Written by: Jorinde Berben
Image credit: Jorinde Berben
Today is the last day of school. Starting from tomorrow, our children won’t have school for a full two months here in Flanders (the Dutch-speaking part of Belgium). After a couple of these summer vacations, I’ve learned a few things that I know I will be keeping in mind, and that I want to share with you as well. They might be useful at some point.
I struggle with structure as it is, so when the summer holidays roll around with their laid-back rhythm of getting up whenever you want and we’ll eat when we’re hungry, things can quickly fall into chaos. We have a couple of kids, though, who really need predictability and some sense of structure, so I try to set up some kind of structure throughout the summer, even if it changes from time to time. One of the easiest ways to do this is by setting specific waking and sleeping times and steady meal times, but it can also be by planning similar activities at similar times: some outside time in the morning, reading time from 1-2, etc. You get the idea.
2. Plan playdates
When it’s just my two kids for a longer time (2 days and more), they will start annoying each other. I know there are families where siblings play together nicely most of the time, but I know more families where they don’t. Planning ahead so they can play with classmates, neighbourhood kids or cousins can be a great way to keep them entertained (and you off referee-duty).
For many parents who work during the summer time, day camps or playground entertainment are great options to let your kids play with others, and have a great time while at the same time being in the care of responsible adults or older kids.
3. Plan daytrips
Go to the zoo, to the beach, to a museum, to the forest, to a playground, to a new city, to an amusement park, to a festival, on a hike, on a bike ride, …
There are so many options for things to do with kids during the summer. I like to ask them, near the beginning of summer, where they would like to go to, so we can plan it in. To do that, you can…
4. Use a calendar
You can print of an overview of just the days of the vacation, or use a calendar you already own, to plan with the kids what you will do when. That makes it easy for them to keep track and helps them feel secure in knowing what will be happening when. I usually let the kids decorate the calendar, too, with markers or stickers. Just make sure you can still read what goes on when, and watch out for the following:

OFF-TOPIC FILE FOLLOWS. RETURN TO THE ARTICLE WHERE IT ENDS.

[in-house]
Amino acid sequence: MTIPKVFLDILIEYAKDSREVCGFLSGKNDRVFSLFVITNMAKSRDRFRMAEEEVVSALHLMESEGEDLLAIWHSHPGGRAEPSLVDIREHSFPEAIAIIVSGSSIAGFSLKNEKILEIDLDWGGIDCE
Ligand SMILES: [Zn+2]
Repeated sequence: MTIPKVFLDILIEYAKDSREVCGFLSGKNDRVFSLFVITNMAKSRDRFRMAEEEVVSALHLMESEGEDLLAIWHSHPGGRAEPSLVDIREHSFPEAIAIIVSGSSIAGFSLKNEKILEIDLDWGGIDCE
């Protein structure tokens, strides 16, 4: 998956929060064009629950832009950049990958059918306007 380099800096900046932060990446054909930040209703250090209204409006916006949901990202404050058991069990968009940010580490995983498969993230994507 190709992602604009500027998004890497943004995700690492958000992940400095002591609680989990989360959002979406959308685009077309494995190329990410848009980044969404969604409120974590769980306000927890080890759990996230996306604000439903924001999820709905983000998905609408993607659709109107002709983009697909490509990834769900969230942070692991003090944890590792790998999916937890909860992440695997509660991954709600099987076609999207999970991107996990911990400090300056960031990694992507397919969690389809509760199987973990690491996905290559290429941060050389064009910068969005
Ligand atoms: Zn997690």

5. Plan downtime
It’s happened more than once that my kids have complained at the end of a holiday of not having enough time ‘just being at home’. Our kids need quiet time to unwind, so after a day trip or a few intense activities, we need to plan time for unstructured play andpeace and quiet. Making a puzzle together or playing a board game, drawing or reading a book, all make for great relaxers during busy days and weeks.
Downtime is usually also the time when my son will release any pent-up energy he has been holding in. It may result in some kind of melt-down, but those also need a place to exist in. That energy needs to come out one way or another.
6. Manage your expectations
I make the same mistake again every single summer: I think to myself ‘Oh, two months of no scheduled time, this means I’ll get a ton done!’ The thing is, taking care of children and a household in which those kids are always home is pretty much a full-time job. My partner and I will have about one week in which we don’t have any kids with us, and that week will be used for training and travelling.
If I get anything at all done this summer, organisation, renovation, work or study wise, it will be a bonus! Knowing that means I can enter this vacation time in a much more relaxed way than I usually would.
7. Say yes to all the help you can get
For parents who are at home with their kids during the summer (teachers, for example), two months can be a long time. Both parents and kids can get on each other’s nerves. So, if a classmate invites your kid over for a playdate, your parents offer to take your son to the store with them or your sister wants to take your daughter to the zoo: say yes! It’s okay to need a break from time to time. It can get really intense.
I hope these tips are of some use to you, or perhaps you know someone who’s torn between excitement and apprehension at the start of these summer holidays? Perhaps this article may help them out as well.
During the summertime, and most likely afterwards as well, I will only publish a new post once a week, either on Saturday or on Sunday. This is because I’ll be starting a Dutch blog for our business Show Yourself as well in due time. I’ll keep you posted!
For now, I wish you all a wonderful summer!